Remarks at a White House Reception Marking the Beginning of National Historically Black Colleges Week

September 24, 1984

Good afternoon, and welcome to the White House. It's an honor to have each of you here as we mark the beginning of National Historically Black Colleges Week.

As educators, you know that education has always played a crucial role in the life of our nation, teaching the sons and daughters of parents from around the world a common language, English, and a common way of life, democracy. Our schools have uplifted our children, filled their hearts with hope, and given them the skills they need to make their way in the world with pride and self-reliance.

Like all our colleges and universities, your schools have performed these tasks. But your schools are special. For throughout our history, they did their work against a unique background of hardship and oppression. Just decades ago, almost 1 American in 10 lived a life that was separate and unequal because of the color of the skin. In parts of the country, black Americans were excluded from public life and from many of the professions, forced to eat in separate restaurants, to sleep in separate hotels, even to drink at separate fountains. And throughout those hard years, millions of black Americans saw education as a shining hope for advancement.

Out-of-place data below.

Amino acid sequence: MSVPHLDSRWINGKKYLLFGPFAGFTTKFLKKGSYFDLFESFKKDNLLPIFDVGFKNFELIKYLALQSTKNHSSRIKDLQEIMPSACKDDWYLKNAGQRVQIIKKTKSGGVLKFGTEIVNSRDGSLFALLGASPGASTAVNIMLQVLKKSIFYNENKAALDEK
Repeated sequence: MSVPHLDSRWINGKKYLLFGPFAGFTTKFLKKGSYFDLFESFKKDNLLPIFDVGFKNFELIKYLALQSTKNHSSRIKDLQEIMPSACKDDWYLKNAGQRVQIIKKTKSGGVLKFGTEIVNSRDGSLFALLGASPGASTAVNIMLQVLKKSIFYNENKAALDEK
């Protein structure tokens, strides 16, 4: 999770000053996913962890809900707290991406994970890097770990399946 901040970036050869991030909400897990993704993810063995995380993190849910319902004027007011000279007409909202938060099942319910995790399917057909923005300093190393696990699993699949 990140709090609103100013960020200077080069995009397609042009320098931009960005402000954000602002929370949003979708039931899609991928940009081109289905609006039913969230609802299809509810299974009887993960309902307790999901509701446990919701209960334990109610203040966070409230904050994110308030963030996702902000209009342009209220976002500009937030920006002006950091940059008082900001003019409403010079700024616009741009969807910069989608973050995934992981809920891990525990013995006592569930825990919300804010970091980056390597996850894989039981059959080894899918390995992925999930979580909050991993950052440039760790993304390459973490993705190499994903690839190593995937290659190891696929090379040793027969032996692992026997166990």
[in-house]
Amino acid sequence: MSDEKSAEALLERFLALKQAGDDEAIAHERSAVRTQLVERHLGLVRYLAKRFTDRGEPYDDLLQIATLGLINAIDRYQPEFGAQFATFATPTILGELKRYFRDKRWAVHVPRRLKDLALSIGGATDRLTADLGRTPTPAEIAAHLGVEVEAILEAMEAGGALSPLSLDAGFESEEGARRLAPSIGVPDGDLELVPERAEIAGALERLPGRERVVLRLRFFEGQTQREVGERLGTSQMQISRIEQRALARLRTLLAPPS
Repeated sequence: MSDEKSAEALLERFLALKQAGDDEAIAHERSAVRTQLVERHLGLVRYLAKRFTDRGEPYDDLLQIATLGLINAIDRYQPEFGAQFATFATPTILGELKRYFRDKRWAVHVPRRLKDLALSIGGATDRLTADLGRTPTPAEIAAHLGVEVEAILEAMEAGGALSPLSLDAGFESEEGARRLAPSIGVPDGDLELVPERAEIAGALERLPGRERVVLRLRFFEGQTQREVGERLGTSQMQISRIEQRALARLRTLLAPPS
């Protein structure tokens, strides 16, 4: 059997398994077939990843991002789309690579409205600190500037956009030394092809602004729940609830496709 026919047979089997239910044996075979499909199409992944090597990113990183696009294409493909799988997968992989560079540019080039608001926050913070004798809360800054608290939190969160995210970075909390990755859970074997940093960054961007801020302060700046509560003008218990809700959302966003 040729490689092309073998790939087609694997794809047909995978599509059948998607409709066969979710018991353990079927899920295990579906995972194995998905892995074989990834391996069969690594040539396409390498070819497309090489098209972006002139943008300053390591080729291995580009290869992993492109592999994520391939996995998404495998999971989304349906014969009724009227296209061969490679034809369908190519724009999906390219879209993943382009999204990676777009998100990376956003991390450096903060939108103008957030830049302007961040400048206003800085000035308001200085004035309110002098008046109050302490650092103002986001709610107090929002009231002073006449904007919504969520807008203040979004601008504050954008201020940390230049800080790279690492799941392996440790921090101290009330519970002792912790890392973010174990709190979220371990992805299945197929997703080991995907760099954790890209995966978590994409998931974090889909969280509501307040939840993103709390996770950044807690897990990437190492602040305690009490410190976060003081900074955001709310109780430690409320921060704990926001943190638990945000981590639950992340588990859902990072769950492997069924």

I remember how, during the war, I narrated a film about black pilots being trained at Tuskegee Institute -- and one above all, Chappie James. And even though I was only a horse cavalryman, I can't tell you how proud I am that I'm now an honorary member of the Tuskegee Flyers. I'm not going to volunteer for a journey into space -- [laughter] -- but they were brave young men. And I remember how impressed I was by their esteem for Tuskegee and their love of learning. It was your colleges and universities -- Tuskegee, Howard, Fisk, so many others -- that turned their bright dream of education into a blazing reality.

I'm told that today your schools have awarded degrees to half of all the black business executives, 80 percent of all black Federal judges, and 85 percent of all black doctors. The place your schools hold in the history of our nation is unparalleled. It's one of courage and honor, and it's a place that makes historically black colleges worthy not only of our praise but of our loyalty and devotion.

For this reason, our administration has moved to strengthen historically black colleges across America. In September of '81, I signed Executive Order 12320, committing the Federal Government to increase its support of your schools. Indeed, in fiscal year '82, your schools received grants and other forms of assistance totaling some $564 million. And in fiscal year 1983, we increased the level to 606 million. In fact, even more significant, the order also called on the Federal Government to encourage the private sector to provide your schools with still more support.

And a year after we announced that Executive order, we issued a new Presidential directive that gave our commitment new strength and clarity. And this directive contained four important points. First, it told the Federal departments and agencies to look for ways to use Federal program funds to improve the administrative infrastructure of historically black colleges and universities.

And second, it directed the agencies to strive to increase the percentage of total available funds that black colleges and universities receive.

Third, it directed the agencies to step up efforts to eliminate regulations that are barriers to your full participation in Federal programs.